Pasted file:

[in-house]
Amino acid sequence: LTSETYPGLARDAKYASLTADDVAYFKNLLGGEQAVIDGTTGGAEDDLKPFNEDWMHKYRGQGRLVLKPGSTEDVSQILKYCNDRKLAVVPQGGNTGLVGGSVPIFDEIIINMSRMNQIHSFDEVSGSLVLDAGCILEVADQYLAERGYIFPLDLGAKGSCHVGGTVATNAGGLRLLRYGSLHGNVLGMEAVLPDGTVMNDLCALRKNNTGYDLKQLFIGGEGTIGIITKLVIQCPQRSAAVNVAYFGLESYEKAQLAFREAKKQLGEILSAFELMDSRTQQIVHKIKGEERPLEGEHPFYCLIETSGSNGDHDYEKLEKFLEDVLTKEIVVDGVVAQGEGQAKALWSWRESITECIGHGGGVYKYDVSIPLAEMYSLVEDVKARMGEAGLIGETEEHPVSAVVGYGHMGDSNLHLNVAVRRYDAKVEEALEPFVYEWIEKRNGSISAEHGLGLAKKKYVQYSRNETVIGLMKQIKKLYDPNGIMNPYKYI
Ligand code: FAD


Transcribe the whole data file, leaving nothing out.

[in-house]
Amino acid sequence: LTSETYPGLARDAKYASLTADDVAYFKNLLGGEQAVIDGTTGGAEDDLKPFNEDWMHKYRGQGRLVLKPGSTEDVSQILKYCNDRKLAVVPQGGNTGLVGGSVPIFDEIIINMSRMNQIHSFDEVSGSLVLDAGCILEVADQYLAERGYIFPLDLGAKGSCHVGGTVATNAGGLRLLRYGSLHGNVLGMEAVLPDGTVMNDLCALRKNNTGYDLKQLFIGGEGTIGIITKLVIQCPQRSAAVNVAYFGLESYEKAQLAFREAKKQLGEILSAFELMDSRTQQIVHKIKGEERPLEGEHPFYCLIETSGSNGDHDYEKLEKFLEDVLTKEIVVDGVVAQGEGQAKALWSWRESITECIGHGGGVYKYDVSIPLAEMYSLVEDVKARMGEAGLIGETEEHPVSAVVGYGHMGDSNLHLNVAVRRYDAKVEEALEPFVYEWIEKRNGSISAEHGLGLAKKKYVQYSRNETVIGLMKQIKKLYDPNGIMNPYKYI
Ligand code: FAD